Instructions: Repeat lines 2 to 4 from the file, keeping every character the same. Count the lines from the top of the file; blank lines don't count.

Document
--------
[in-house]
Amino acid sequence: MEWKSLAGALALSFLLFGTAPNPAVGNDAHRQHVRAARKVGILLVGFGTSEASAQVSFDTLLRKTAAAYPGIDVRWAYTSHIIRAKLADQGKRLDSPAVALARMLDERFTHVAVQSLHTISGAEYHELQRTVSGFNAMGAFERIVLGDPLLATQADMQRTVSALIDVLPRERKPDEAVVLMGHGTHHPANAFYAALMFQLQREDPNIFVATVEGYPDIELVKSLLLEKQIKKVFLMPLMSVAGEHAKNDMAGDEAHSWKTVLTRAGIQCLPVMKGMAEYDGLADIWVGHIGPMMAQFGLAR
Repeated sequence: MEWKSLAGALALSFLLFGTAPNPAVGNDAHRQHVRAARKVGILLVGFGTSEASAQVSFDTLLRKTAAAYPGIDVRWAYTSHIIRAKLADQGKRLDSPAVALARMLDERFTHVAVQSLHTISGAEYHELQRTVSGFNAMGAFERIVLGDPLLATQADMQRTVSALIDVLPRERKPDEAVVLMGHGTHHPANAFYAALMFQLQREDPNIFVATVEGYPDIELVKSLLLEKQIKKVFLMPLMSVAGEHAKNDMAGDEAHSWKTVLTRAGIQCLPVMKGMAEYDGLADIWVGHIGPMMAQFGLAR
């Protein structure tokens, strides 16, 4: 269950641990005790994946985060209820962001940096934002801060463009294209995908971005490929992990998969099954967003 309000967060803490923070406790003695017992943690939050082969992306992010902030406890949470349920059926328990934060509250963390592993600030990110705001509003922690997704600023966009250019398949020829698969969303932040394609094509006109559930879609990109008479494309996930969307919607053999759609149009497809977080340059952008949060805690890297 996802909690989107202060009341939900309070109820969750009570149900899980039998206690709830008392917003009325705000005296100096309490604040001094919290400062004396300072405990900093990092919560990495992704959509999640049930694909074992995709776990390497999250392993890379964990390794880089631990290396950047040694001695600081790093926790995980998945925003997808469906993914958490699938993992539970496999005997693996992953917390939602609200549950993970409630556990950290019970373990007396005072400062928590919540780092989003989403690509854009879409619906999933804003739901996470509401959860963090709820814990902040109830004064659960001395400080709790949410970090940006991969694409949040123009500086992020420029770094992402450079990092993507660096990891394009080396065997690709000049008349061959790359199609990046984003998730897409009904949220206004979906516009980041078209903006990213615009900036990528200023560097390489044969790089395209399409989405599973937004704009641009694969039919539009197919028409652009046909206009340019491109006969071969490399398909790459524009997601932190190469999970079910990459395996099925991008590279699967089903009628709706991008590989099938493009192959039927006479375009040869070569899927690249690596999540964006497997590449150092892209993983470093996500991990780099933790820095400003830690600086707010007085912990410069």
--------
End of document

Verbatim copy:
Amino acid sequence: MEWKSLAGALALSFLLFGTAPNPAVGNDAHRQHVRAARKVGILLVGFGTSEASAQVSFDTLLRKTAAAYPGIDVRWAYTSHIIRAKLADQGKRLDSPAVALARMLDERFTHVAVQSLHTISGAEYHELQRTVSGFNAMGAFERIVLGDPLLATQADMQRTVSALIDVLPRERKPDEAVVLMGHGTHHPANAFYAALMFQLQREDPNIFVATVEGYPDIELVKSLLLEKQIKKVFLMPLMSVAGEHAKNDMAGDEAHSWKTVLTRAGIQCLPVMKGMAEYDGLADIWVGHIGPMMAQFGLAR
Repeated sequence: MEWKSLAGALALSFLLFGTAPNPAVGNDAHRQHVRAARKVGILLVGFGTSEASAQVSFDTLLRKTAAAYPGIDVRWAYTSHIIRAKLADQGKRLDSPAVALARMLDERFTHVAVQSLHTISGAEYHELQRTVSGFNAMGAFERIVLGDPLLATQADMQRTVSALIDVLPRERKPDEAVVLMGHGTHHPANAFYAALMFQLQREDPNIFVATVEGYPDIELVKSLLLEKQIKKVFLMPLMSVAGEHAKNDMAGDEAHSWKTVLTRAGIQCLPVMKGMAEYDGLADIWVGHIGPMMAQFGLAR
């Protein structure tokens, strides 16, 4: 269950641990005790994946985060209820962001940096934002801060463009294209995908971005490929992990998969099954967003 309000967060803490923070406790003695017992943690939050082969992306992010902030406890949470349920059926328990934060509250963390592993600030990110705001509003922690997704600023966009250019398949020829698969969303932040394609094509006109559930879609990109008479494309996930969307919607053999759609149009497809977080340059952008949060805690890297 996802909690989107202060009341939900309070109820969750009570149900899980039998206690709830008392917003009325705000005296100096309490604040001094919290400062004396300072405990900093990092919560990495992704959509999640049930694909074992995709776990390497999250392993890379964990390794880089631990290396950047040694001695600081790093926790995980998945925003997808469906993914958490699938993992539970496999005997693996992953917390939602609200549950993970409630556990950290019970373990007396005072400062928590919540780092989003989403690509854009879409619906999933804003739901996470509401959860963090709820814990902040109830004064659960001395400080709790949410970090940006991969694409949040123009500086992020420029770094992402450079990092993507660096990891394009080396065997690709000049008349061959790359199609990046984003998730897409009904949220206004979906516009980041078209903006990213615009900036990528200023560097390489044969790089395209399409989405599973937004704009641009694969039919539009197919028409652009046909206009340019491109006969071969490399398909790459524009997601932190190469999970079910990459395996099925991008590279699967089903009628709706991008590989099938493009192959039927006479375009040869070569899927690249690596999540964006497997590449150092892209993983470093996500991990780099933790820095400003830690600086707010007085912990410069």